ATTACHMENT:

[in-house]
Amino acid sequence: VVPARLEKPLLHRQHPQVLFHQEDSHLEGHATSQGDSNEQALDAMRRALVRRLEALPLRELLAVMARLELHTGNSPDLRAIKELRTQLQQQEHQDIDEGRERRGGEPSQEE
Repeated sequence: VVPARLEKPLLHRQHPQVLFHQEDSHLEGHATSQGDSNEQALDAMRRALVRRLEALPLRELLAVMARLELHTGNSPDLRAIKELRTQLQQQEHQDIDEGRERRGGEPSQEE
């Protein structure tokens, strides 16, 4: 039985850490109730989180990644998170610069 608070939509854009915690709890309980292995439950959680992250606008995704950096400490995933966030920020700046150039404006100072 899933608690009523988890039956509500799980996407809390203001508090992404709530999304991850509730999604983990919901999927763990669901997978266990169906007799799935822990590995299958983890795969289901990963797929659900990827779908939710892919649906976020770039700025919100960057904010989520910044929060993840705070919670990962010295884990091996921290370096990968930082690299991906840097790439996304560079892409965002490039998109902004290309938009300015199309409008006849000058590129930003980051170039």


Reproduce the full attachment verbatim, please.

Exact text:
[in-house]
Amino acid sequence: VVPARLEKPLLHRQHPQVLFHQEDSHLEGHATSQGDSNEQALDAMRRALVRRLEALPLRELLAVMARLELHTGNSPDLRAIKELRTQLQQQEHQDIDEGRERRGGEPSQEE
Repeated sequence: VVPARLEKPLLHRQHPQVLFHQEDSHLEGHATSQGDSNEQALDAMRRALVRRLEALPLRELLAVMARLELHTGNSPDLRAIKELRTQLQQQEHQDIDEGRERRGGEPSQEE
């Protein structure tokens, strides 16, 4: 039985850490109730989180990644998170610069 608070939509854009915690709890309980292995439950959680992250606008995704950096400490995933966030920020700046150039404006100072 899933608690009523988890039956509500799980996407809390203001508090992404709530999304991850509730999604983990919901999927763990669901997978266990169906007799799935822990590995299958983890795969289901990963797929659900990827779908939710892919649906976020770039700025919100960057904010989520910044929060993840705070919670990962010295884990091996921290370096990968930082690299991906840097790439996304560079892409965002490039998109902004290309938009300015199309409008006849000058590129930003980051170039």